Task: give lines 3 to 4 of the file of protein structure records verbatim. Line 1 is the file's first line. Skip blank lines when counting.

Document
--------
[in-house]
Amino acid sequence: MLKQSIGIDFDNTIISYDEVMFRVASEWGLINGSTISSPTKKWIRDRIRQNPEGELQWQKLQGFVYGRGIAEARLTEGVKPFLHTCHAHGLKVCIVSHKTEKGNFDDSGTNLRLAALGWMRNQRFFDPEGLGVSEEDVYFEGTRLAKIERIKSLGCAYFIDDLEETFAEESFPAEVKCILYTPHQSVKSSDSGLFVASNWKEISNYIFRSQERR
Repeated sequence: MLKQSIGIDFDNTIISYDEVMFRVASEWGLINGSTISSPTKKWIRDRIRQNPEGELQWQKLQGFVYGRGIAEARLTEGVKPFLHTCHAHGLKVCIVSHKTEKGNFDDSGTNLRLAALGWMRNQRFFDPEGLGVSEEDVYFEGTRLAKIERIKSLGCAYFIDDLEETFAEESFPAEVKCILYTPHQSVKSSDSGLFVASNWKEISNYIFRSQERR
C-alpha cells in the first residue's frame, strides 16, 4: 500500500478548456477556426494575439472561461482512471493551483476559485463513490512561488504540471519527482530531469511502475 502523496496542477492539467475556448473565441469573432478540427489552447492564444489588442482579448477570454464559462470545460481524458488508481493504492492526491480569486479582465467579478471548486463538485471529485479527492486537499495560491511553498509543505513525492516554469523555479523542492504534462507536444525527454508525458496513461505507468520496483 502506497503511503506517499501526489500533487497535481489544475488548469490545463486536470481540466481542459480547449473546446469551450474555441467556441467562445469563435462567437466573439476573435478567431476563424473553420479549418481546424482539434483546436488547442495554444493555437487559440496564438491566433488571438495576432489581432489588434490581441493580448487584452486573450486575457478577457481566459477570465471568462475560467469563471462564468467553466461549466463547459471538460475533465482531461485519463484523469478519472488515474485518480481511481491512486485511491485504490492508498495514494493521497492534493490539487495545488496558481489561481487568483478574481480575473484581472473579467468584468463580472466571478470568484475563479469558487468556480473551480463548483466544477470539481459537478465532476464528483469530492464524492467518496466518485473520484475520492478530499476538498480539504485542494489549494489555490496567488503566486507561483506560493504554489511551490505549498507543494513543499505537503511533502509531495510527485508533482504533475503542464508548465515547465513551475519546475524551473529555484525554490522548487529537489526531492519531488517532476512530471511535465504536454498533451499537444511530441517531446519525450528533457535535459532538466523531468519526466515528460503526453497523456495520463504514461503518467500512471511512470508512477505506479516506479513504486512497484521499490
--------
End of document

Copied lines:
Repeated sequence: MLKQSIGIDFDNTIISYDEVMFRVASEWGLINGSTISSPTKKWIRDRIRQNPEGELQWQKLQGFVYGRGIAEARLTEGVKPFLHTCHAHGLKVCIVSHKTEKGNFDDSGTNLRLAALGWMRNQRFFDPEGLGVSEEDVYFEGTRLAKIERIKSLGCAYFIDDLEETFAEESFPAEVKCILYTPHQSVKSSDSGLFVASNWKEISNYIFRSQERR
C-alpha cells in the first residue's frame, strides 16, 4: 500500500478548456477556426494575439472561461482512471493551483476559485463513490512561488504540471519527482530531469511502475 502523496496542477492539467475556448473565441469573432478540427489552447492564444489588442482579448477570454464559462470545460481524458488508481493504492492526491480569486479582465467579478471548486463538485471529485479527492486537499495560491511553498509543505513525492516554469523555479523542492504534462507536444525527454508525458496513461505507468520496483 502506497503511503506517499501526489500533487497535481489544475488548469490545463486536470481540466481542459480547449473546446469551450474555441467556441467562445469563435462567437466573439476573435478567431476563424473553420479549418481546424482539434483546436488547442495554444493555437487559440496564438491566433488571438495576432489581432489588434490581441493580448487584452486573450486575457478577457481566459477570465471568462475560467469563471462564468467553466461549466463547459471538460475533465482531461485519463484523469478519472488515474485518480481511481491512486485511491485504490492508498495514494493521497492534493490539487495545488496558481489561481487568483478574481480575473484581472473579467468584468463580472466571478470568484475563479469558487468556480473551480463548483466544477470539481459537478465532476464528483469530492464524492467518496466518485473520484475520492478530499476538498480539504485542494489549494489555490496567488503566486507561483506560493504554489511551490505549498507543494513543499505537503511533502509531495510527485508533482504533475503542464508548465515547465513551475519546475524551473529555484525554490522548487529537489526531492519531488517532476512530471511535465504536454498533451499537444511530441517531446519525450528533457535535459532538466523531468519526466515528460503526453497523456495520463504514461503518467500512471511512470508512477505506479516506479513504486512497484521499490